If you want to make sure that your number is at least 5 digits start your increment value at: base_convert(10000,36,10) = 1679616

share|improve this answer
    
I'm not aware that MySQL does alphanumeric auto-incrementing? – k to the z Jun 29 '11 at 19:40
    
@k to the z: You could always select the largest alphanumerical value, convert it to an integer, increment it by 1 and then convert it back. It would probably be more efficient than generating a random string over and over until you find one (especially if your database starts to accumulate a lot of entries). – GWW Jun 29 '11 at 19:43
    
That's probably the best solution. Any way you could show what you mean by converting the alphanumerical value to an integer and back in your answer? The key here making sure the ID stays 5 digits. – k to the z Jun 29 '11 at 19:47

I would go with a while loop...

//calls the active record class for table Person                     
$person = new Person();

//Generates a random five digit alphanumerical id
$aliasId = $model->random_id_gen('5');

while ($person->find('alias=:alias', array(':alias'=>$aliasId)))
{
    $aliasId = $model->random_id_gen('5');
}
//sets an attribute for a another active record class                     
$model->setAttribute('alias', $aliasId);
$model->setIsNewRecord(TRUE);

I would really look into a better way to generate the aliasId value, because once you have a lot of "person" records, you're going to be looping for a long time.

share|improve this answer
    
That while is in the wrong place. The id isn't going to change between loops – JoshB Jun 29 '11 at 19:38
    
@joshb I think it looks just fine. – dimi Jun 29 '11 at 19:43
    
@dbalaouras Sorry, you are right. I misread the code. – JoshB Jun 29 '11 at 19:47

My version with a max iteration setting (set to -1 if you want to let it run until it finds a unique)

$person = new Person();
$unique = false;
$maxloops = 100;
while($maxloops>=0){
    //Generates a random five digit alphanumerical id
    $aliasId = $model->random_id_gen('5');
    //searches the person table to see if this alias is being used
    $unique = empty($person->find('alias=:alias', array(':alias'=>$aliasId)));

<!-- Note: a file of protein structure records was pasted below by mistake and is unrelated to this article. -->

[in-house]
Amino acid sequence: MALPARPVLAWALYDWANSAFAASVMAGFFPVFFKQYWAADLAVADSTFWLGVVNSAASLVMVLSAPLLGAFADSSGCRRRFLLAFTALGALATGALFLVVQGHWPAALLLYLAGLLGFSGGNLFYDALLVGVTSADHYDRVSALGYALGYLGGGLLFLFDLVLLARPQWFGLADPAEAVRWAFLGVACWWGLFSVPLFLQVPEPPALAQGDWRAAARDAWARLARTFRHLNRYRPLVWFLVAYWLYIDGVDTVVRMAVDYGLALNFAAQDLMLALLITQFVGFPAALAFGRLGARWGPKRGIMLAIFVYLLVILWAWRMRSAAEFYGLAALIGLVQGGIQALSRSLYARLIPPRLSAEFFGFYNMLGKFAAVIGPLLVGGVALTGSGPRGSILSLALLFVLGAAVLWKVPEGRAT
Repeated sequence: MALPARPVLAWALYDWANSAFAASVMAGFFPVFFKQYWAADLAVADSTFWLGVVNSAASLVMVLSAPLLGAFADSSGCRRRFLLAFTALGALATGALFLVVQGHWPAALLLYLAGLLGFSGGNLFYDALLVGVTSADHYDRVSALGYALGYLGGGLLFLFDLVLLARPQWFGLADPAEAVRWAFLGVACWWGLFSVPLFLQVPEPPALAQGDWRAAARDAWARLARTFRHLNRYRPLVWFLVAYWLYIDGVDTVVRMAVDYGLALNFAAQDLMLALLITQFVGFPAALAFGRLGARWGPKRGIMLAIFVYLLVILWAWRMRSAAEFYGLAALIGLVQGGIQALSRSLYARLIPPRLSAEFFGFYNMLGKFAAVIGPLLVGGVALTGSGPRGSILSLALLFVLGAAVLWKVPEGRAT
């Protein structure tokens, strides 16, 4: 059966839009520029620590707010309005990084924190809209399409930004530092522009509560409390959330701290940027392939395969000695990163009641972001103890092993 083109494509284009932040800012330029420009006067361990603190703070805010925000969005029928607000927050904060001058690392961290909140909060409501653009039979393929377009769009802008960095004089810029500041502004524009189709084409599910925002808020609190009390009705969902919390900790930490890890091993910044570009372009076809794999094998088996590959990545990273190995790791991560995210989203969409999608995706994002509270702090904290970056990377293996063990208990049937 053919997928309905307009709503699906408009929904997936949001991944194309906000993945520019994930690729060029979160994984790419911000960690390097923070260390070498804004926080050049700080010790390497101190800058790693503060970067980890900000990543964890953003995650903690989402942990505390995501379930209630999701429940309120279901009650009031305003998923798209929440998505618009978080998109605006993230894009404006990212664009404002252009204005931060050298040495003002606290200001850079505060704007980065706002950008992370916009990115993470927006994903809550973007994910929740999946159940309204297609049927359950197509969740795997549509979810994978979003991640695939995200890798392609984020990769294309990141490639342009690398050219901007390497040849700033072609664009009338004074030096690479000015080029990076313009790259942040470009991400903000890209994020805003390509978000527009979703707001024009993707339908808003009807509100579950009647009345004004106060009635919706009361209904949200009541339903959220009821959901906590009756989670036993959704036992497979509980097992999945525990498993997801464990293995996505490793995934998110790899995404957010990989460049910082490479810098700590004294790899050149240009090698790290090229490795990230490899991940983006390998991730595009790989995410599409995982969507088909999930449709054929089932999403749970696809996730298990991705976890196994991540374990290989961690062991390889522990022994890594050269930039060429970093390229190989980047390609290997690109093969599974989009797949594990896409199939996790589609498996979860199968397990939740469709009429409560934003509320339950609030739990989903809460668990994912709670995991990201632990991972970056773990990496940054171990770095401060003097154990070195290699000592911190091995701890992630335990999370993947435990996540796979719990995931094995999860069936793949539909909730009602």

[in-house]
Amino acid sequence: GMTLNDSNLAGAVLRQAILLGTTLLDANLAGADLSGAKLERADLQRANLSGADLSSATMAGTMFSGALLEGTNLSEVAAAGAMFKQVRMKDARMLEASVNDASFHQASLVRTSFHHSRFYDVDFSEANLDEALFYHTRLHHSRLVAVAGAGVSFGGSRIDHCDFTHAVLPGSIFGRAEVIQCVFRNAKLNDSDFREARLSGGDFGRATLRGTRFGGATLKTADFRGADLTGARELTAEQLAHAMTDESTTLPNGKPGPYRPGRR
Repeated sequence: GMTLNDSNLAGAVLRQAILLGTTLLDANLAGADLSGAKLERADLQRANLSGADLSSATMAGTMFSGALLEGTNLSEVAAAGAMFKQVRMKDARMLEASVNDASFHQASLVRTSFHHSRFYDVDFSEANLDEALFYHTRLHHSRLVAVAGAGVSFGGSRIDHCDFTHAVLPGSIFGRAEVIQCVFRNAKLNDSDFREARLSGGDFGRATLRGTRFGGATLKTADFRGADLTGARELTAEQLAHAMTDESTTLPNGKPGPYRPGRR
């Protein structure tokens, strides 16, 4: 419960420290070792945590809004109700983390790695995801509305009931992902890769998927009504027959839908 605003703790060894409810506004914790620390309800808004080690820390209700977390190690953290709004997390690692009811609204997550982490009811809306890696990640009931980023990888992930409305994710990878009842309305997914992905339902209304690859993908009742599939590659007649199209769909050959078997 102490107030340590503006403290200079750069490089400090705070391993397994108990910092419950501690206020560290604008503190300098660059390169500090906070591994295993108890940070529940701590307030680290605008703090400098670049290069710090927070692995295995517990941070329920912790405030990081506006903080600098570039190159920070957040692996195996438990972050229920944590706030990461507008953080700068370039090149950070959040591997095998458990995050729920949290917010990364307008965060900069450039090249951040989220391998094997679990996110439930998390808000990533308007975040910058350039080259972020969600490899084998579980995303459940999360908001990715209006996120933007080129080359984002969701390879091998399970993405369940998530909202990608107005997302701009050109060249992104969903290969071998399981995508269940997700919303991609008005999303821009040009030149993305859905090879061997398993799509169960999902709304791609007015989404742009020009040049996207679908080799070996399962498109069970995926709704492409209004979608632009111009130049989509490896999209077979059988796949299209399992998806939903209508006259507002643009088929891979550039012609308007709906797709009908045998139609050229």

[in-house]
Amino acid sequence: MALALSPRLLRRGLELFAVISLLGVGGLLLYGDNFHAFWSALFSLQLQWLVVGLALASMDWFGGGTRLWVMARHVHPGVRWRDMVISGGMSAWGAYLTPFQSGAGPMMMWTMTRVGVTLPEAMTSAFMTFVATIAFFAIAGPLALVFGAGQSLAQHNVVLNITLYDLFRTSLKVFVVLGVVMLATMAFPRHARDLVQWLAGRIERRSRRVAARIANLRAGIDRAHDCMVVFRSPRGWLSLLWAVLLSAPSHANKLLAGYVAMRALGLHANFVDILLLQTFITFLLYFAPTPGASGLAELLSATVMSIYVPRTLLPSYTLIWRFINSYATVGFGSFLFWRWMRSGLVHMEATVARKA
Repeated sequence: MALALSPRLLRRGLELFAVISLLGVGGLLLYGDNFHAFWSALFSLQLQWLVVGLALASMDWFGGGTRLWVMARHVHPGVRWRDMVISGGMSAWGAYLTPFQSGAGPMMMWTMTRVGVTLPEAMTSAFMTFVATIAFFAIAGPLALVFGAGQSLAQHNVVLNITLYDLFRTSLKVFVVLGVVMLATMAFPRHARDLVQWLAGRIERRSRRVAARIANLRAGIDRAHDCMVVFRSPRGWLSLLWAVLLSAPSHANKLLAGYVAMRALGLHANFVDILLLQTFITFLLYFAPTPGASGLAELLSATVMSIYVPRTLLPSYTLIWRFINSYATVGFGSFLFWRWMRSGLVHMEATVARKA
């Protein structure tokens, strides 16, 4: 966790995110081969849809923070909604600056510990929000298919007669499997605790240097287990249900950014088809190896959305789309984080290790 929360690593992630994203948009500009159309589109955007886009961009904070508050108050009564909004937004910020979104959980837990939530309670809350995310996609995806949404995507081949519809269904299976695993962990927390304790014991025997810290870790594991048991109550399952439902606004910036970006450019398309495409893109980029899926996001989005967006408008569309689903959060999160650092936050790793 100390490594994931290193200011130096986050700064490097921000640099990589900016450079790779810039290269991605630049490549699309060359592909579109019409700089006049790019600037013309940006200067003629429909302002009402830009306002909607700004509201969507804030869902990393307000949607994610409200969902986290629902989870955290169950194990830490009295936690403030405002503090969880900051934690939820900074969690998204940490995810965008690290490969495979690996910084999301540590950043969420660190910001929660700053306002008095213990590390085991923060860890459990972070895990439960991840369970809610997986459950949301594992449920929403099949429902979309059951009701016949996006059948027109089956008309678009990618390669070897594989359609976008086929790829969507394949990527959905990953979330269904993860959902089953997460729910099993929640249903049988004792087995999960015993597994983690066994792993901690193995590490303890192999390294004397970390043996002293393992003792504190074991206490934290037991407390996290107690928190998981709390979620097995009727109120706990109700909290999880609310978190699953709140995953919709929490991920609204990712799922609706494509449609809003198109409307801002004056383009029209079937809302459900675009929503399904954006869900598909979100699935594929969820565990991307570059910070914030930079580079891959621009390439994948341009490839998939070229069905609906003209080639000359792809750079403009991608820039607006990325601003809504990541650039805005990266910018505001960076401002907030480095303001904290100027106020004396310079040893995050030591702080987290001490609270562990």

if($unique) break;
    $maxloops--;
}

if($unique){
    $model->setAttribute('alias', $aliasId);
    $model->setIsNewRecord(TRUE);
}else{
    trigger_error("oops!");
}
share|improve this answer

How about this:

$search = true; //set to a non-null value
while (!is_null($search)) {
    $aliasId = $model->random_id_gen('5');

    //calls the active record class for table Person                     
    $person = new Person();

    //searches the person table to see if this alias is being used         
    $search = $person->find('alias=:alias', array(':alias'=>$aliasId));
}
$model->setAttribute('alias', $aliasId);
$model->setIsNewRecord(TRUE);
share|improve this answer
    
You should use is_null rather than !== for NULL values. – GWW Jun 29 '11 at 19:33
    
@GWW Thanks for that – JoshB Jun 29 '11 at 19:37
    
@GWW, Is that more efficient or a best practice or both? P.S. I'm waiting on SO to weight these answers before I mark the right one. – k to the z Jun 29 '11 at 19:38
    
@k to the z: From what I understand is that it's a best practice, to make sure that the value is indeed NULL and not false or 0 etc. – GWW Jun 29 '11 at 19:41
    
@GWW, Thank you. – k to the z Jun 29 '11 at 19:46

Your Answer

 
discard

By posting your answer, you agree to the privacy policy and terms of service.

Not the answer you're looking for? Browse other questions tagged or ask your own question.